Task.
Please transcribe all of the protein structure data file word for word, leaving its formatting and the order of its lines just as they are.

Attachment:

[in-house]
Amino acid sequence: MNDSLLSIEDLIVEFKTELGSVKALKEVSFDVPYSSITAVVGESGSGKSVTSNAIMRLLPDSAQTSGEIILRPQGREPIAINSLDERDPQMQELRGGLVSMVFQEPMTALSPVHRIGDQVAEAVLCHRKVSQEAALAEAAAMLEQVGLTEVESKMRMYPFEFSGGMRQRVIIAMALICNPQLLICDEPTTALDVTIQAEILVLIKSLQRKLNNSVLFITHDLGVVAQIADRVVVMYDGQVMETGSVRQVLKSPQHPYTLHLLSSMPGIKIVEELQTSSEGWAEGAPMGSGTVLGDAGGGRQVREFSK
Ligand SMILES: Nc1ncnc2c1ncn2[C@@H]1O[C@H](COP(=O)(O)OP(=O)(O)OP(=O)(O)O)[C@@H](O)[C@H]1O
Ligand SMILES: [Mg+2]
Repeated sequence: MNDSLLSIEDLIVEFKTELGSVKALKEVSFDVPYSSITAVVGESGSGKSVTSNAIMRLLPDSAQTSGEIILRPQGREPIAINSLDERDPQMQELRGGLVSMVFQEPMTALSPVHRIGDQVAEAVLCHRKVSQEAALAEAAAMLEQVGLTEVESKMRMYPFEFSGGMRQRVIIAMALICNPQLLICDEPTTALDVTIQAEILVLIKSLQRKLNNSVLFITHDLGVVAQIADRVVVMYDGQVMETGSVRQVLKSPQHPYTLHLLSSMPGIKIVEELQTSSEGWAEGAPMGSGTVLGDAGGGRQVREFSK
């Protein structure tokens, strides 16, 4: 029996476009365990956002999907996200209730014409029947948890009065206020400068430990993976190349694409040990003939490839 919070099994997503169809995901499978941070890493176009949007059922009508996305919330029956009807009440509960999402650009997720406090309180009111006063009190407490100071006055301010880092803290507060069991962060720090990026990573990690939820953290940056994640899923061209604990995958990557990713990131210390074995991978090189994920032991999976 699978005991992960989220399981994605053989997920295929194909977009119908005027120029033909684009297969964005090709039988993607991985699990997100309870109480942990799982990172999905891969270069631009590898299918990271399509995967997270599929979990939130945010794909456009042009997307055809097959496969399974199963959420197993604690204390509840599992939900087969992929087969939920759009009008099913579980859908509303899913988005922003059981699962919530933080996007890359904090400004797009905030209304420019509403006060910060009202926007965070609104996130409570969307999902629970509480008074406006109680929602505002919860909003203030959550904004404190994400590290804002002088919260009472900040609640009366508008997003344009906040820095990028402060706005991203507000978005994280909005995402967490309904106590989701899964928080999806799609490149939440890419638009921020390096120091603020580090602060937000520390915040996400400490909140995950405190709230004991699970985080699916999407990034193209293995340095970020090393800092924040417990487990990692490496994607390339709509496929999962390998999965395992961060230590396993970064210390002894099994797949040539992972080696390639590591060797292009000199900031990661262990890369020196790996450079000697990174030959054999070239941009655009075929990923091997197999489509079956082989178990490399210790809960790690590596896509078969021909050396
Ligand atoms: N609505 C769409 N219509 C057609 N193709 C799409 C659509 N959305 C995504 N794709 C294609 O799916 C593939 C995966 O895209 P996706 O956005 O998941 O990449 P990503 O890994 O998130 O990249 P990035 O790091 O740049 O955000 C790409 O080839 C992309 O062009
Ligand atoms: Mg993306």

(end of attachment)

[in-house]
Amino acid sequence: MNDSLLSIEDLIVEFKTELGSVKALKEVSFDVPYSSITAVVGESGSGKSVTSNAIMRLLPDSAQTSGEIILRPQGREPIAINSLDERDPQMQELRGGLVSMVFQEPMTALSPVHRIGDQVAEAVLCHRKVSQEAALAEAAAMLEQVGLTEVESKMRMYPFEFSGGMRQRVIIAMALICNPQLLICDEPTTALDVTIQAEILVLIKSLQRKLNNSVLFITHDLGVVAQIADRVVVMYDGQVMETGSVRQVLKSPQHPYTLHLLSSMPGIKIVEELQTSSEGWAEGAPMGSGTVLGDAGGGRQVREFSK
Ligand SMILES: Nc1ncnc2c1ncn2[C@@H]1O[C@H](COP(=O)(O)OP(=O)(O)OP(=O)(O)O)[C@@H](O)[C@H]1O
Ligand SMILES: [Mg+2]
Repeated sequence: MNDSLLSIEDLIVEFKTELGSVKALKEVSFDVPYSSITAVVGESGSGKSVTSNAIMRLLPDSAQTSGEIILRPQGREPIAINSLDERDPQMQELRGGLVSMVFQEPMTALSPVHRIGDQVAEAVLCHRKVSQEAALAEAAAMLEQVGLTEVESKMRMYPFEFSGGMRQRVIIAMALICNPQLLICDEPTTALDVTIQAEILVLIKSLQRKLNNSVLFITHDLGVVAQIADRVVVMYDGQVMETGSVRQVLKSPQHPYTLHLLSSMPGIKIVEELQTSSEGWAEGAPMGSGTVLGDAGGGRQVREFSK
């Protein structure tokens, strides 16, 4: 029996476009365990956002999907996200209730014409029947948890009065206020400068430990993976190349694409040990003939490839 919070099994997503169809995901499978941070890493176009949007059922009508996305919330029956009807009440509960999402650009997720406090309180009111006063009190407490100071006055301010880092803290507060069991962060720090990026990573990690939820953290940056994640899923061209604990995958990557990713990131210390074995991978090189994920032991999976 699978005991992960989220399981994605053989997920295929194909977009119908005027120029033909684009297969964005090709039988993607991985699990997100309870109480942990799982990172999905891969270069631009590898299918990271399509995967997270599929979990939130945010794909456009042009997307055809097959496969399974199963959420197993604690204390509840599992939900087969992929087969939920759009009008099913579980859908509303899913988005922003059981699962919530933080996007890359904090400004797009905030209304420019509403006060910060009202926007965070609104996130409570969307999902629970509480008074406006109680929602505002919860909003203030959550904004404190994400590290804002002088919260009472900040609640009366508008997003344009906040820095990028402060706005991203507000978005994280909005995402967490309904106590989701899964928080999806799609490149939440890419638009921020390096120091603020580090602060937000520390915040996400400490909140995950405190709230004991699970985080699916999407990034193209293995340095970020090393800092924040417990487990990692490496994607390339709509496929999962390998999965395992961060230590396993970064210390002894099994797949040539992972080696390639590591060797292009000199900031990661262990890369020196790996450079000697990174030959054999070239941009655009075929990923091997197999489509079956082989178990490399210790809960790690590596896509078969021909050396
Ligand atoms: N609505 C769409 N219509 C057609 N193709 C799409 C659509 N959305 C995504 N794709 C294609 O799916 C593939 C995966 O895209 P996706 O956005 O998941 O990449 P990503 O890994 O998130 O990249 P990035 O790091 O740049 O955000 C790409 O080839 C992309 O062009
Ligand atoms: Mg993306």